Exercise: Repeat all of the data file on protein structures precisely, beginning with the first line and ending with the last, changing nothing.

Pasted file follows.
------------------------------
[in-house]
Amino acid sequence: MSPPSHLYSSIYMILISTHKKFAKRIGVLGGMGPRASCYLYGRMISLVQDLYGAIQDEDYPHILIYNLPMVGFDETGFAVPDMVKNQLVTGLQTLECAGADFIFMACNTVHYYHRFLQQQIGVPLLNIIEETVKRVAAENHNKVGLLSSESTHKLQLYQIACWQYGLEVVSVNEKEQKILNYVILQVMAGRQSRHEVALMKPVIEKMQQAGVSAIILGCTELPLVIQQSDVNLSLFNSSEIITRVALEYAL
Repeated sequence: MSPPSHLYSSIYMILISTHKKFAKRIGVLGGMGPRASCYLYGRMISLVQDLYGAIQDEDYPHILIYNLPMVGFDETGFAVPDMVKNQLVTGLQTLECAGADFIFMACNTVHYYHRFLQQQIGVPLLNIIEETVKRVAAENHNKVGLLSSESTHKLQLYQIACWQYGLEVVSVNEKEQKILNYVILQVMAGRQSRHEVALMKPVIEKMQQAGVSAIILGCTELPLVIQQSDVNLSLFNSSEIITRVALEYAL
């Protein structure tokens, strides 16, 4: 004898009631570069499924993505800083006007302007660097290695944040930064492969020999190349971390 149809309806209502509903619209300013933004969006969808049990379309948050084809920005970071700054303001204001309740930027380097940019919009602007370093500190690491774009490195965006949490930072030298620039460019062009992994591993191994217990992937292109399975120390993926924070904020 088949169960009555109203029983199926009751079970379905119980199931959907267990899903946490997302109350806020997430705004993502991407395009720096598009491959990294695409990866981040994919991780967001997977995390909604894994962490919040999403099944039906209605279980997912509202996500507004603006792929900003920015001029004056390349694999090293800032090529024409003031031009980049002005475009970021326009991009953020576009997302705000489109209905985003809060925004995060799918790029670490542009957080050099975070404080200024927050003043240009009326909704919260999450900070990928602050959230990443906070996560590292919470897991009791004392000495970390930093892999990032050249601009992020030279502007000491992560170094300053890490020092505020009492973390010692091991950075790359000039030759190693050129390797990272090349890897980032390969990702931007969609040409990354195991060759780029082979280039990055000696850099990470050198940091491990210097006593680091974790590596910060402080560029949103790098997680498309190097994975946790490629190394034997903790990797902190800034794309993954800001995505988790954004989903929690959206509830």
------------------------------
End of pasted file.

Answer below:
[in-house]
Amino acid sequence: MSPPSHLYSSIYMILISTHKKFAKRIGVLGGMGPRASCYLYGRMISLVQDLYGAIQDEDYPHILIYNLPMVGFDETGFAVPDMVKNQLVTGLQTLECAGADFIFMACNTVHYYHRFLQQQIGVPLLNIIEETVKRVAAENHNKVGLLSSESTHKLQLYQIACWQYGLEVVSVNEKEQKILNYVILQVMAGRQSRHEVALMKPVIEKMQQAGVSAIILGCTELPLVIQQSDVNLSLFNSSEIITRVALEYAL
Repeated sequence: MSPPSHLYSSIYMILISTHKKFAKRIGVLGGMGPRASCYLYGRMISLVQDLYGAIQDEDYPHILIYNLPMVGFDETGFAVPDMVKNQLVTGLQTLECAGADFIFMACNTVHYYHRFLQQQIGVPLLNIIEETVKRVAAENHNKVGLLSSESTHKLQLYQIACWQYGLEVVSVNEKEQKILNYVILQVMAGRQSRHEVALMKPVIEKMQQAGVSAIILGCTELPLVIQQSDVNLSLFNSSEIITRVALEYAL
């Protein structure tokens, strides 16, 4: 004898009631570069499924993505800083006007302007660097290695944040930064492969020999190349971390 149809309806209502509903619209300013933004969006969808049990379309948050084809920005970071700054303001204001309740930027380097940019919009602007370093500190690491774009490195965006949490930072030298620039460019062009992994591993191994217990992937292109399975120390993926924070904020 088949169960009555109203029983199926009751079970379905119980199931959907267990899903946490997302109350806020997430705004993502991407395009720096598009491959990294695409990866981040994919991780967001997977995390909604894994962490919040999403099944039906209605279980997912509202996500507004603006792929900003920015001029004056390349694999090293800032090529024409003031031009980049002005475009970021326009991009953020576009997302705000489109209905985003809060925004995060799918790029670490542009957080050099975070404080200024927050003043240009009326909704919260999450900070990928602050959230990443906070996560590292919470897991009791004392000495970390930093892999990032050249601009992020030279502007000491992560170094300053890490020092505020009492973390010692091991950075790359000039030759190693050129390797990272090349890897980032390969990702931007969609040409990354195991060759780029082979280039990055000696850099990470050198940091491990210097006593680091974790590596910060402080560029949103790098997680498309190097994975946790490629190394034997903790990797902190800034794309993954800001995505988790954004989903929690959206509830």